Tuesday, August 30, 2011
This sweater has all the qualities necessary to make it a good travel companion. It is 100% wool, which makes it toasty warm. It is knit with worsted weight yarn, which means it will be lightweight enough to fit in my backpack. And it is a deep blue colour, which should hide any "travel grime."
I started this sweater over a month ago, which gave me enough time to knit away at a leisurely pace and still be finished well ahead of my departure date. Nothing sucks the joy out of knitting like rushing to meet a deadline. Ellen, my dear friend and fellow fibre enthusiast, was here for a visit last Saturday. I excitedly pulled out the partially completed pieces of my sweater - the body up to the arms, one completed sleeve and the start of the other - and spread it out on the island in the kitchen to show off.
It was A Disaster. I had only worked on this sweater in the evening. What I had failed to notice in the low light of evening, but was now glaringly obvious in broad daylight, was that one of the skeins of yarn was a different shade than the others.
It was probably good I discovered this while my friend was with me so she could talk me off "the knitter's ledge." After a restorative cup of tea I decided to phone the vendor. She is a lovely lady who runs a small family business. They raise sheep and have the wool made into gorgeous yarn - yarn I have knit with several times before. The company shall remain unnamed because I do not want to do anything to harm their business. It's tough enough making a living these days without someone bad-mouthing your product online. Mistakes happen, and she was very gracious about it and has refunded me a large portion of the cost of my order.
Still, there remains the problem of what to do with the sweater. You can see from the picture
that the finished sleeve matches the bottom half of the body. So does the second sleeve that is now in progress. Which leaves me with two choices.
1. I can knit on and have a very odd looking sweater. This has some advantages. For instance, I will be immediately recognizable to any of my readers in Britain when I am wandering around being a tourist. It also has some disadvantages. Such as the fact it is incredibly ugly.
2. I can rip out the yarn that is the wrong shade and reknit the top half of the body. This has some advantages. For instance, I will have a sweater I would actually wear. It also has some disadvantages. Such as the fact I am leaving in under three weeks and redoing a major portion of the body will mean I go from knitting at a leisurely pace to rushing to meet a deadline.
I have been in denial for the past few days, knitting on the second sleeve and pretending all is well in my knitter's universe. But that sleeve is nearing completion and I am soon going to be forced to choose. Opinions?
Friday, August 26, 2011
The nursing staff we dealt with were all amazing with one glaring exception. I think there is an unwritten rule of hospital staffing that states for any given patient's stay one hospital employee must be a dud. Alexandra's nurse yesterday turned out to be The One. (I am quite confident it is safe to blog about her here at North of 49 because only nice people read my blog.) At one point yesterday she was doing some pointless thing to Alexandra, and I was sitting by the bed reading. My cell phone went off alerting me to a text message. I picked up my phone and this is what I saw:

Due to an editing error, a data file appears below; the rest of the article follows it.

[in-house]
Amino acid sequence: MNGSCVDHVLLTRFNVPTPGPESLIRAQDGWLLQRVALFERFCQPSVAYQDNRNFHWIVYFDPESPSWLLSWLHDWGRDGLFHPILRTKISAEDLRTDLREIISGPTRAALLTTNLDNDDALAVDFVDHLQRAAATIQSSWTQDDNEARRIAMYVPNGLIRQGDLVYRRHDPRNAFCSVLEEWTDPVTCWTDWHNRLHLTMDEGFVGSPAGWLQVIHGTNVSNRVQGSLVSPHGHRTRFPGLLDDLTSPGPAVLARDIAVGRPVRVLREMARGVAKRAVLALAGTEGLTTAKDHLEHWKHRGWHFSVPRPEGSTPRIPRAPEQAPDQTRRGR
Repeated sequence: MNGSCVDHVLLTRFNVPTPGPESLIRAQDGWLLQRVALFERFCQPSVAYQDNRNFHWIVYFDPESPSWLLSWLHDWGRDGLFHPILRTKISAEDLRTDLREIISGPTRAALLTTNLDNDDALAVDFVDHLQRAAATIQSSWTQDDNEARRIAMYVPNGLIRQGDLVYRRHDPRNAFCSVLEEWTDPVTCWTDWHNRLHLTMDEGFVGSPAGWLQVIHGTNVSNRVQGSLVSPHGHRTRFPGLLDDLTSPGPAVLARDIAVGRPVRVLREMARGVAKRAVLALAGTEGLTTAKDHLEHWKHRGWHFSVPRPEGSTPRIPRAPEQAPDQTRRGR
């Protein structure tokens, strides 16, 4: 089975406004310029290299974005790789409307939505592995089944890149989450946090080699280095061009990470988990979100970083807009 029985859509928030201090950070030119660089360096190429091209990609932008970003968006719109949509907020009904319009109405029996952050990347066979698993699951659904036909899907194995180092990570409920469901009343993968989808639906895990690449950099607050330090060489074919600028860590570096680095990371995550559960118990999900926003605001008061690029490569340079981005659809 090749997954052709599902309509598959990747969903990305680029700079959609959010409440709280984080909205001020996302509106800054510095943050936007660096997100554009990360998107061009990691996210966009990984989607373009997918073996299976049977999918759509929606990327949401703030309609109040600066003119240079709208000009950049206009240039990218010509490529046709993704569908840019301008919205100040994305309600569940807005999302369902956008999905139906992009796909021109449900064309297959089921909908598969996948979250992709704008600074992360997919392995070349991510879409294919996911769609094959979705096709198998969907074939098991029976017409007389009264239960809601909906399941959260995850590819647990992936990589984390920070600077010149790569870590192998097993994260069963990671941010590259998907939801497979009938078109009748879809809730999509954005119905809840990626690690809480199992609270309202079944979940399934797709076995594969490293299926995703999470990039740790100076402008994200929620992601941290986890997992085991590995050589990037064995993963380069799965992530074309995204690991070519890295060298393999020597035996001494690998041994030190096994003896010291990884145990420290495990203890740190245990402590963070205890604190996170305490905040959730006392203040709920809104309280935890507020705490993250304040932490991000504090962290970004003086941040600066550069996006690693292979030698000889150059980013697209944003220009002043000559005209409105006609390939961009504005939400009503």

Monday, August 22, 2011
I noticed when I pulled the sheets off the line Saturday afternoon that the top sheet was draping down and touching the grass but didn't give it a second thought. I should have. In the middle of the night I was woken up by this intense itching on my big toe. Think of the itch factor from 20 mosquitoes concentrated into one bite and you will have a good idea of what it was like.
It kept me awake for over an hour, and while I scratched (and scratched and scratched) visions of those sheets touching the grass under my clothesline came to mind, quickly followed by visions of some of our resident arachnids.
My first instinct was to turn on the light, throw back the covers, and do a search. I wasn't sure this was going to be greeted with enthusiasm by Jay, so I refrained. The next day I did pull back the bedding and had a close inspection. I thought the worst thing that could happen would be to find a black widow or hobo spider residing between the sheets, but I was wrong. I have now come to the conclusion there was an even worse outcome. Finding nothing. Because that means that whatever got me is still there...
Friday, August 19, 2011
Uighur shish kebabs and two choices of desserts, we also got to meet Anton's parents. It was great to get to know them before the wedding. I think they should get an award for bravery. It can't have been easy to face meeting so many Hammonds at one time, especially when English isn't their native language. But then again, perhaps we aren't quite as frightening when you can't understand what we are saying.
Saturday, August 6, 2011
From the obituary:
Glenn was born July 8, 1931 and died August 4, 2011. He spent 50 years
farming in Northern Idaho. Glenn is survived by his wife of 55 years,
Thelma; 3 children, Kristie Hammond (Jay), John Madsen (Cheri), and
Glenn Allen. He is also survived by 10 grandchildren and
grandchildren-in-law who share the following memories of their much-loved
"A kind and gentle spirit. Work-worn farmer's hands. Riding in your
combine. These things we will remember. Grandpa."
"I will always remember the day that you let me sit on your lap in the front seat of your pick-up. Driving down that dusty road with feet barely able to touch the pedals was the most exciting thing in the world. I am going to miss you so much."
The land my dad loved:
The family he loved:
North of 49 will be back in a couple of weeks.